The United Kingdom is to change the laws governing startup investment vehicles known as Venture Capital Trusts (VCTs) but has opted against some of the dramatic alterations previously mooted. VCTs will still face new restrictions on the companies to which they can provide private equity cash, though.
If the proposal comes into force, biotechs founded within the past 12 years that employ no more than 499 people will be allowed to raise up to £20 million ($30 million) from VCTs. The investment vehicles were created to provide a tax-efficient way to connect young companies with investors, but officials have become concerned they could fall foul of European state aid laws. Such worries led to a consultation last year, in which government finance officials floated the idea of limiting VCT investments to companies founded within the past 7 years and capping the total they could receive at £15 million.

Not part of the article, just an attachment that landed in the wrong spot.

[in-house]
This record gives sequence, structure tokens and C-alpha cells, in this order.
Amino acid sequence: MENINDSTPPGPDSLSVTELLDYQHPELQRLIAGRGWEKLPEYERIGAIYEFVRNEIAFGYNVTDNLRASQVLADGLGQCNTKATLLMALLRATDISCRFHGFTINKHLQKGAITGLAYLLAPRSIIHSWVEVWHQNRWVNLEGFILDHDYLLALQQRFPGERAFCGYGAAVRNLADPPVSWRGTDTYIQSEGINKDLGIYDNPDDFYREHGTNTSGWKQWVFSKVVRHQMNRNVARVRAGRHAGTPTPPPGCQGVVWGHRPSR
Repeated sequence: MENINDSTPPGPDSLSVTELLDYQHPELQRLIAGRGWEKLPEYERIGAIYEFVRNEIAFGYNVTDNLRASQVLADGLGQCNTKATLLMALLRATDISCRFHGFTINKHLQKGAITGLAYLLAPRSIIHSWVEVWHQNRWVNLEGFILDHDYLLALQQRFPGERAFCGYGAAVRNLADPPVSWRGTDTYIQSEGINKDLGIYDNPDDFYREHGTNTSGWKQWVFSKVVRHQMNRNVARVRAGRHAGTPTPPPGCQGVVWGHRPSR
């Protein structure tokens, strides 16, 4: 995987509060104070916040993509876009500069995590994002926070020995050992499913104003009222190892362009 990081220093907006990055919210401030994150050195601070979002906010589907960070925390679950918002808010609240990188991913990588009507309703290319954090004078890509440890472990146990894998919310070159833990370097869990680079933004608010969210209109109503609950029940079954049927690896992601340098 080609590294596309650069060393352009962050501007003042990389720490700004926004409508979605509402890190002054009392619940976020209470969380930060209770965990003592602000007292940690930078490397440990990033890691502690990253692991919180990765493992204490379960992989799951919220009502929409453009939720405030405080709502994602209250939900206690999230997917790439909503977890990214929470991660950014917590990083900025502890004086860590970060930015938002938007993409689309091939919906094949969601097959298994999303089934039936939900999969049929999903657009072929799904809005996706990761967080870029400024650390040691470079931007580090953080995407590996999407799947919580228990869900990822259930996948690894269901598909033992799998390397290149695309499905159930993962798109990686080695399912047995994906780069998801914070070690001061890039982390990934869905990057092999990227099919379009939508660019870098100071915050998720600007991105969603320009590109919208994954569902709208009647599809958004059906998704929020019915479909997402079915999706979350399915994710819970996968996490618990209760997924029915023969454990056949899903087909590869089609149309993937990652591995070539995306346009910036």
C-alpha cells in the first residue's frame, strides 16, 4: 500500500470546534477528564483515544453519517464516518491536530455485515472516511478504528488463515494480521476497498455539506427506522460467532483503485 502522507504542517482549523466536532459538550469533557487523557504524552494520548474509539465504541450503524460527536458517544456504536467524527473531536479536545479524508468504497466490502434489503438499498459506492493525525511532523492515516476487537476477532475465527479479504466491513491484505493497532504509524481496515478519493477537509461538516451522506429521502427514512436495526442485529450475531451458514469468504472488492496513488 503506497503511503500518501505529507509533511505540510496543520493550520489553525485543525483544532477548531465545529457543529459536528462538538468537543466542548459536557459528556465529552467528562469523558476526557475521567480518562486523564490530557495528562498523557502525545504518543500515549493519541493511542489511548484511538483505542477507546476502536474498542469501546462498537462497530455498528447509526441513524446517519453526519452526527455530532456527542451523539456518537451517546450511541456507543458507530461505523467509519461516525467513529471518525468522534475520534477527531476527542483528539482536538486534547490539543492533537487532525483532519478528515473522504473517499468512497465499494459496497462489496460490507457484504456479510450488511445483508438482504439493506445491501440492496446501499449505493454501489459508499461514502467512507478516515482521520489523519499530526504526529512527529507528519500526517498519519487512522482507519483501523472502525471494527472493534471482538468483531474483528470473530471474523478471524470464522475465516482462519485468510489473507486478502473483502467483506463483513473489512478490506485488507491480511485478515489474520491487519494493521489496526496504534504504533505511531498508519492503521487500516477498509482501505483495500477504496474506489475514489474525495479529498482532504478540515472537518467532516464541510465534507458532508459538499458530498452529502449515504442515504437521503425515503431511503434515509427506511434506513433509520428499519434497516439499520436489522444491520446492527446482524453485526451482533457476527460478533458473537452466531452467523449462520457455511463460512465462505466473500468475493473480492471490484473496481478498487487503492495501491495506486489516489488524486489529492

The proposal prompted a strong reaction from the likes of the UK BioIndustry Association (BIA), which argued the restrictions would harm biotechs. A small clutch of specialist tech and healthcare VCTs–such as Hygea VCT and Oxford Technology–operate in the U.K., and some companies have continued to receive funding from them long after passing the 7-year and £15 million marks. BIA cited Redx Pharma–the AstraZeneca ($AZN)-partnered drug developer–as a company that would have suffered In light of these concerns, the government is treating “knowledge-intensive companies” differently, notably by increasing their VCT investment employment limit from 249 to 499 people and allowing them to raise 33% more than other businesses. Even so, the adoption of restrictions will still affect some companies. “As always, as a result of today’s legislative tweaks, there will be inevitably some companies that just miss out on funding that are on the cusp of the qualifying criteria,” Octopus Investments Managing Director Paul Latham said in a statement.if the £15 million limit was in place when it was getting started.